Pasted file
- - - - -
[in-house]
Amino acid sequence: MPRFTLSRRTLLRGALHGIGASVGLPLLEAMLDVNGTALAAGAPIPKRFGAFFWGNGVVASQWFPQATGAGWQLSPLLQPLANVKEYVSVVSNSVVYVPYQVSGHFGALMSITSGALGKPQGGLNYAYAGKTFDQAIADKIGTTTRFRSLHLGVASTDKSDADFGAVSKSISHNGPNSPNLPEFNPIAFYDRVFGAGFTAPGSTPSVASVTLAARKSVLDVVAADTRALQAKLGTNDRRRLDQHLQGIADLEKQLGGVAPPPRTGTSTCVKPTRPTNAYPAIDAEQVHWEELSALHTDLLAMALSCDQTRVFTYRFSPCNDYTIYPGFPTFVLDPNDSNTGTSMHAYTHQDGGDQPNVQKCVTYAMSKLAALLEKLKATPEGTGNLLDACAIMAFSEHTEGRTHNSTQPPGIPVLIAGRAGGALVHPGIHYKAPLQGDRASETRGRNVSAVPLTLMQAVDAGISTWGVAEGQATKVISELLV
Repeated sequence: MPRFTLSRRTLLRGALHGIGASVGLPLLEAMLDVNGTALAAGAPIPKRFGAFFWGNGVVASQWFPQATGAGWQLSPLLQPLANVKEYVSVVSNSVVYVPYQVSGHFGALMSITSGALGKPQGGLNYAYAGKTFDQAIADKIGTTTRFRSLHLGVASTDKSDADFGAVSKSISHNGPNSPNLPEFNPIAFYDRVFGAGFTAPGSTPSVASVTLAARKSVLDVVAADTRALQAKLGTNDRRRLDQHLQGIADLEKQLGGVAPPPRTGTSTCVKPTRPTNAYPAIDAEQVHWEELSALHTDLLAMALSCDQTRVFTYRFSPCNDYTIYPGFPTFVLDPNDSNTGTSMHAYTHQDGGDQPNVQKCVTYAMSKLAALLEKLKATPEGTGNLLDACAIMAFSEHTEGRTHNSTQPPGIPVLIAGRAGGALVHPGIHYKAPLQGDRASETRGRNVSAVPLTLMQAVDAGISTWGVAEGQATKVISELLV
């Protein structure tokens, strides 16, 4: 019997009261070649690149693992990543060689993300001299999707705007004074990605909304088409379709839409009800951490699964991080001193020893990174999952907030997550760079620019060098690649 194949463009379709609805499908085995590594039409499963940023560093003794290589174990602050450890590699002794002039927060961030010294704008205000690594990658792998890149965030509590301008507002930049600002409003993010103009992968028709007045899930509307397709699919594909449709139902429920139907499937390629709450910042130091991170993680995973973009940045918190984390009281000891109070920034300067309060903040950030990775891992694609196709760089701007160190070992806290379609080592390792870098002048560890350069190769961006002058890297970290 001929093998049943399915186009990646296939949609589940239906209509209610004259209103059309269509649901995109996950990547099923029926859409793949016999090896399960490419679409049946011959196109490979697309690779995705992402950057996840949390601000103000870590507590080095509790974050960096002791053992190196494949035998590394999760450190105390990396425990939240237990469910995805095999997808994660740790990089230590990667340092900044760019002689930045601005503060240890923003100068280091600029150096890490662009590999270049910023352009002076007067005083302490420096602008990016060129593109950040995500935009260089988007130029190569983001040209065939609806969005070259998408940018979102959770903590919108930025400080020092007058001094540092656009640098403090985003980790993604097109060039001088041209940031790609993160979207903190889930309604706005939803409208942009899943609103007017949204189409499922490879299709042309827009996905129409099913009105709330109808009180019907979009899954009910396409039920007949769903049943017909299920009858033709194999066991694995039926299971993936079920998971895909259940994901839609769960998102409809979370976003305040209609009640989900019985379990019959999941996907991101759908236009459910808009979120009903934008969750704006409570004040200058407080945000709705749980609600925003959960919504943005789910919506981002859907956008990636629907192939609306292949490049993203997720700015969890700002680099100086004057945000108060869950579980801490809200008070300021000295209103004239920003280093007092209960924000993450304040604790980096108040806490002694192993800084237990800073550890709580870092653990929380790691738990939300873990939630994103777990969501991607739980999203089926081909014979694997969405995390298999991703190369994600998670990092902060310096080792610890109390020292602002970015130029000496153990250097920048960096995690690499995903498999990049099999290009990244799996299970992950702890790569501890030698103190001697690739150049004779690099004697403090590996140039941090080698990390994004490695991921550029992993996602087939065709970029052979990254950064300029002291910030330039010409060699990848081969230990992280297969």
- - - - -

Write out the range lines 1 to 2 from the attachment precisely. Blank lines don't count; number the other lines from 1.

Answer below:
[in-house]
Amino acid sequence: MPRFTLSRRTLLRGALHGIGASVGLPLLEAMLDVNGTALAAGAPIPKRFGAFFWGNGVVASQWFPQATGAGWQLSPLLQPLANVKEYVSVVSNSVVYVPYQVSGHFGALMSITSGALGKPQGGLNYAYAGKTFDQAIADKIGTTTRFRSLHLGVASTDKSDADFGAVSKSISHNGPNSPNLPEFNPIAFYDRVFGAGFTAPGSTPSVASVTLAARKSVLDVVAADTRALQAKLGTNDRRRLDQHLQGIADLEKQLGGVAPPPRTGTSTCVKPTRPTNAYPAIDAEQVHWEELSALHTDLLAMALSCDQTRVFTYRFSPCNDYTIYPGFPTFVLDPNDSNTGTSMHAYTHQDGGDQPNVQKCVTYAMSKLAALLEKLKATPEGTGNLLDACAIMAFSEHTEGRTHNSTQPPGIPVLIAGRAGGALVHPGIHYKAPLQGDRASETRGRNVSAVPLTLMQAVDAGISTWGVAEGQATKVISELLV